Design of Sludge Digestion Tanksby Richard D. Pomeroy,
Serial Information: Journal of the Sanitary Engineering Division, 1968, Vol. 94, Issue 5, Pg. 769-778
Document Type: Journal Paper
Discussion: DataNotAvailable (See full record)
Recent innovations and improvements in the design of sludge digestion tanks, not yet widely known among engineers, are considered. These include: (1) Essentially flat bottoms with multiple sludge withdrawal pipes; (2) open-ended pipes laid on the floor for the injection of compressed gas, needed for efficient mixing; (3) openings of ample size in the wall at floor level to facilitate emptying and access; (4) sampling pipes from different elevations, of ample diameter, and with discharges designed to avoid splashing; (5) a membrane cover (tried on one digester); (6) Gas piping from a single digester, large enough to carry gas displaced by pumping sludge into the tank plus about eight times the estimated average gas production; and (7) in a trickling filter plant, gas from the digester may be disposed of by blowing it through the filter.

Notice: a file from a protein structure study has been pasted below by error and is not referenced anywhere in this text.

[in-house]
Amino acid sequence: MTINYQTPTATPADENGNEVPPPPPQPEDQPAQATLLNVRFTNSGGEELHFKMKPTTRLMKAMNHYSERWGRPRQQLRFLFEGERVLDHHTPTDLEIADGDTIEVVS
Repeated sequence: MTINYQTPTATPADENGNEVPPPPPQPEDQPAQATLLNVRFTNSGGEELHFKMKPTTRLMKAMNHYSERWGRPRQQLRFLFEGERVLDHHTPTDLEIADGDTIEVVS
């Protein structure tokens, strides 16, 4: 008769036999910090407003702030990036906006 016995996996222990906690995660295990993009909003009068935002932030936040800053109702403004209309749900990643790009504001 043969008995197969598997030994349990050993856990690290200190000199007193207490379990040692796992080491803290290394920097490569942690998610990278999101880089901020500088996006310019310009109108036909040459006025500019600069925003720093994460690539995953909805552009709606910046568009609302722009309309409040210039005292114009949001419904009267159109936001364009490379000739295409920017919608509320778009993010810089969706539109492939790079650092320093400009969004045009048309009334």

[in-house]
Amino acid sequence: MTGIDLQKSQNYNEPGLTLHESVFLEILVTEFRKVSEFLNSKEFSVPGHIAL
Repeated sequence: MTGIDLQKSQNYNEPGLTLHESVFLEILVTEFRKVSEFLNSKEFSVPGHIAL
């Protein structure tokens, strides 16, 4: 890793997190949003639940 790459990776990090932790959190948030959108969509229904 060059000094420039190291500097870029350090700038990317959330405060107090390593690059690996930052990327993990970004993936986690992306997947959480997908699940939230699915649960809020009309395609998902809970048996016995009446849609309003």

Subject Headings: Sludge | Wastewater treatment | Natural gas | Pipe sizes | Gas pipelines | Floors | Filters | Innovation
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